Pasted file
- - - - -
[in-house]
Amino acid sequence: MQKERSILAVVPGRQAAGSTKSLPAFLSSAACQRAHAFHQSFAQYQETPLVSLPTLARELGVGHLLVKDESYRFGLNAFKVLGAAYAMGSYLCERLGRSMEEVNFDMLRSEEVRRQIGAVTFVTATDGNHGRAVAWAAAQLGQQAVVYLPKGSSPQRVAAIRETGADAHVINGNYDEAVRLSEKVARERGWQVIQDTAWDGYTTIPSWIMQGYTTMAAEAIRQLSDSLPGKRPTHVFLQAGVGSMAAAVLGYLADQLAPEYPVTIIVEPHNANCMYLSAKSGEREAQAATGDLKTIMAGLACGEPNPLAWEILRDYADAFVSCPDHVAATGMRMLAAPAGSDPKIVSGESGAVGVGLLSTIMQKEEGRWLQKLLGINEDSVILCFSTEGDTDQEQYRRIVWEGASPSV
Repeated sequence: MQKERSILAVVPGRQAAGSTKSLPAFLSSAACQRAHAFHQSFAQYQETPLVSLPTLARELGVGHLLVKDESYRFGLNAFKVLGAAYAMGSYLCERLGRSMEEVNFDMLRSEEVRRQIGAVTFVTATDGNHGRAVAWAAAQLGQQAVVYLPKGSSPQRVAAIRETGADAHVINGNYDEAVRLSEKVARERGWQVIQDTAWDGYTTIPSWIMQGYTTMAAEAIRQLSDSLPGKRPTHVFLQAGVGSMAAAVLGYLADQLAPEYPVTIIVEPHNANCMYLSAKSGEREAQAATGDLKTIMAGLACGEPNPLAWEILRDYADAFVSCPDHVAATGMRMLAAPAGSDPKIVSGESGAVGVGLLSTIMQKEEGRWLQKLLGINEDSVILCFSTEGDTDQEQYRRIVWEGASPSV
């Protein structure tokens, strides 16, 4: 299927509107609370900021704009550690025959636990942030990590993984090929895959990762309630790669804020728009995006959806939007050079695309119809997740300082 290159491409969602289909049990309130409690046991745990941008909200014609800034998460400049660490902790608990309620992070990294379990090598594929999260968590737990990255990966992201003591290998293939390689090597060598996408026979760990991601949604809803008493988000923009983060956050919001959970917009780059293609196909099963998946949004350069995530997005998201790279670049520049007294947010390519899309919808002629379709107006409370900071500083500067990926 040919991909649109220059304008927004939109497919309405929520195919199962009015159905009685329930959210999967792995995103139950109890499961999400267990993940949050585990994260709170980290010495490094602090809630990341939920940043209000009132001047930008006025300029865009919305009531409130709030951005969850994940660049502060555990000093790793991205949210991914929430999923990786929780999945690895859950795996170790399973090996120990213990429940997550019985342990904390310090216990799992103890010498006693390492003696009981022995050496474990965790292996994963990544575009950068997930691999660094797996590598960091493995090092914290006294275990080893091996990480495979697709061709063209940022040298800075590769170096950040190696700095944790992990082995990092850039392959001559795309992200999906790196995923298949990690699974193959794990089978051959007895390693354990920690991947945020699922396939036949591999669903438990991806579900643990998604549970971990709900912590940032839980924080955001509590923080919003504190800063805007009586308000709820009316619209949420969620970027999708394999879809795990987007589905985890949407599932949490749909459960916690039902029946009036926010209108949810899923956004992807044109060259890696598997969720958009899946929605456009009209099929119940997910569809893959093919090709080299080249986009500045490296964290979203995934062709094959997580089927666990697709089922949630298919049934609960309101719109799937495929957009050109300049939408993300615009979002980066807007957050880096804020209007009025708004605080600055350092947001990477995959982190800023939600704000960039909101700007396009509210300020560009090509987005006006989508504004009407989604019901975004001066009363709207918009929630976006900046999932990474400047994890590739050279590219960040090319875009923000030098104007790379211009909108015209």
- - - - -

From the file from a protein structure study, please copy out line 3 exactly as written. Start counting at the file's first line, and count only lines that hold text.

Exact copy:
Repeated sequence: MQKERSILAVVPGRQAAGSTKSLPAFLSSAACQRAHAFHQSFAQYQETPLVSLPTLARELGVGHLLVKDESYRFGLNAFKVLGAAYAMGSYLCERLGRSMEEVNFDMLRSEEVRRQIGAVTFVTATDGNHGRAVAWAAAQLGQQAVVYLPKGSSPQRVAAIRETGADAHVINGNYDEAVRLSEKVARERGWQVIQDTAWDGYTTIPSWIMQGYTTMAAEAIRQLSDSLPGKRPTHVFLQAGVGSMAAAVLGYLADQLAPEYPVTIIVEPHNANCMYLSAKSGEREAQAATGDLKTIMAGLACGEPNPLAWEILRDYADAFVSCPDHVAATGMRMLAAPAGSDPKIVSGESGAVGVGLLSTIMQKEEGRWLQKLLGINEDSVILCFSTEGDTDQEQYRRIVWEGASPSV